and the model of best fit is denoted in bold
type. P-values for a test of the difference in
slopes at each join point in the fitted model Number of Join point (95% CI) P2 Join point (95% CI) P Join point (95% CI) P
are also shown. join points
For the best-fitting model for Norway,
the 2 years in which changes in trends Norway
occurred were 1967 (95% CI 1963– 3 1967 (1962^1990) 0.04 1988 (1963^1998) 50.01 1995 (1986^2001) 0.04
1991), when suicide rates began to rise, 2 1967 (1963^1991) 0.09 1988 (1985^1999) 50.0 1
and 1988 (95% CI 1985–1999), when sui- 1 1988 (1986^1989) 50.01
cide rates began to fall. A third change, Sweden
namely the levelling out of rates described 3 1970 (1962^1971)3 1971 (1966^1992)3 1988 (1982^2001) 50.01
above, was also identified in 1995 (95% 2 1968 (1965^1970) 50.0
0.011 1988 (1985^1991) 50.0
CI 1986–2001) in a model with three join 1 1969 (1967^1972) 50.01
points, although this is not the model of
best fit. Similarly, for Sweden 2 years were Denmark
identified, namely 1968 (95% CI 1965– 3 1979 (1976^1980)3 1980 (1979^1982)3 1989 (1985^1994) 50.01
1970), when rates began to decline and 2 1982 (1978^1986) 0.0 1 1989 (1985^1995) 50.0 1
1988 (95% CI 1985–1991), when there 1 1985 (1983^1988) 50.01
was an accelerated rate of decline as
described previously by Carlsten et al Finland
(2001). The two join points that were 3 1977 (1972^1981) 0.04 1983 (1979^1987) 0.0 1 1990 (1988^1993) 50.01
0.0 1
identified in the Danish suicide data were 2 1986 (1962^1993) 0.45 1990 (1988^2002) 0.05
1982 (95% CI 1978–1986) and 1989 1 1992 (1990^1994) 50.01
(95% CI 1985–1995), the latter year corre-
1. Bold typeface denotes best fit.
sponding to an increase in the rate of de- 2. P values are for a difference in slope at each join point.
cline that began around 1982. In Finland, 3. P values not calculated because the information matrix is singular.


prescribing and suicide rates in the Nordic of non-fatal suicidal behaviour in children Implications
countries (Isacsson, 2000). The limited and adults. As most of these trials were of Although there is broad consensus about
period covered by the suicide data that short duration, it is uncertain whether such the effectiveness of SSRIs in treating
were presented in Isacsson’s study meant increased risks may be offset by a longer- depression, the evidence that the decline
that it was impossible to distinguish term reduction in risk among those taking in suicide rates which was seen in Norway,
between short-term and longer-term trends antidepressants for the recommended Sweden, Denmark and Finland in the 1990s
in suicide rate (Isacsson, 2000). Our period of up to 6 months. There were in- resulted from increased antidepressant
analysis suggests that the favourable trends sufficient numbers of participants recruited prescribing is not clear-cut. A more detailed
in two of the four countries studied reflect a to the trials to allow investigation of any understanding of the factors that have
longer-term favourable trend in suicide beneficial or adverse effects of SSRIs on contributed to recent declines in suicide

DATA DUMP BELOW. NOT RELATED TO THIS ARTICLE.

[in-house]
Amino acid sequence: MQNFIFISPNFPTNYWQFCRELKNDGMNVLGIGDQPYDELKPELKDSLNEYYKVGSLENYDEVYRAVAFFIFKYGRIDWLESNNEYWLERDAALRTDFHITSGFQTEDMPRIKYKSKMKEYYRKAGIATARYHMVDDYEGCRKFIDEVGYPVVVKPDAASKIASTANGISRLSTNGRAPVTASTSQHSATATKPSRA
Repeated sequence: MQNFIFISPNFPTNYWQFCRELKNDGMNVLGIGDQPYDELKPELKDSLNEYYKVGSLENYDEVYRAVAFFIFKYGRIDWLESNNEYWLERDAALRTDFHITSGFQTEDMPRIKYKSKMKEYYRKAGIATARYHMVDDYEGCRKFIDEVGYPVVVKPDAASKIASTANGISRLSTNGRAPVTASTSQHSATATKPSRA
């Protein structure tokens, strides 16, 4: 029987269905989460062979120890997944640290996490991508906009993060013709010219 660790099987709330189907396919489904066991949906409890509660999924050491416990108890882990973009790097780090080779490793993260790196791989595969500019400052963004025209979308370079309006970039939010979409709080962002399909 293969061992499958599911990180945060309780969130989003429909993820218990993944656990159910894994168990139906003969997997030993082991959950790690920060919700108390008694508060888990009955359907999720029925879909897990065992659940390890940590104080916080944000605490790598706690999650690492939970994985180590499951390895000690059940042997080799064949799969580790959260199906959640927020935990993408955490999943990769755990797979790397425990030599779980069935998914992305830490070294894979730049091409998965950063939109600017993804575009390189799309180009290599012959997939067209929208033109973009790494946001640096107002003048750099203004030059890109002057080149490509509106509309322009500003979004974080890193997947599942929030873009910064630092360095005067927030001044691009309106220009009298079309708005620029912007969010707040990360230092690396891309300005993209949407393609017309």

rates. However, we did find evidence that suicide deaths (Gunnell et al,
al, 2005), high- rates in the Nordic countries is required.
declining rates of suicide in Sweden acceler- lighting the importance of using observa- Elucidation of these factors will help to
ated around 1988,
1988, shortly before the wide- tional studies to investigate this issue. It is inform the development of evidence-based
spread use of SSRIs in the 1990s. This noteworthy that observational studies suicide prevention policies.
finding is consistent with another assess- provide no strong evidence that SSRIs differ
ment of the association between anti- from tricyclic antidepressants with regard
depressant prescribing and suicide rates in to the risk of suicidal behaviour (Martinez
Sweden up to 1997 which reported that et al,
al, 2005). We thank the following for providing data from the
the introduction of SSRIs coincided with national statistics: Wibeke Djume (Statistics
an increased rate of decline in suicide Norway); Elisabeth Eriksen (Norwegian Institute of
rates (Carlsten et al,
al, 2001), but that this Limitations Public Health); Birgitta Chisena (Statistics Sweden);
change pre-dated the large increases in Our analysis has several limitations. First, Andrejs Leimanis (National Board of Health and
antidepressant sales. we employed an ecological study design Welfare, Sweden); Laila Christensen and Lone
Mortensen (National Board of Health, Denmark);
using national sources of prescribing and
Jrgen Clausen (Danish Association of the Pharma-
Prescribing trends and suicide suicide data. We have not investigated the ceutical Industry, Lif ); Vibeke Dahl Jensen (Danish
rates in other countries influence of antidepressant treatment on Medicines Agency); Mauno Huohvanainen (Statistics
suicide risk. Furthermore, because the pre- Finland); and Tinna Voipio (National Agency for
Evidence from other ecological investiga-
scribing data are sales data rather than data Medicines, Finland). We also thank Margaret May
tions is mixed. Studies in the USA (Olfson et for statistical advice.
on person-based consumption of anti-
al, 2003; Grunebaum et al, al, 2004), Australia
depressants, the number of individuals
(Hall et al,
al, 2003) and Hungary (Rihmer et
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Relationship between antidepressant sales and secular trends in
suicide rates in the Nordic countries
BJP 2006, 188:354-358.
Access the most recent version at DOI: 10.1192/bjp.188.4.354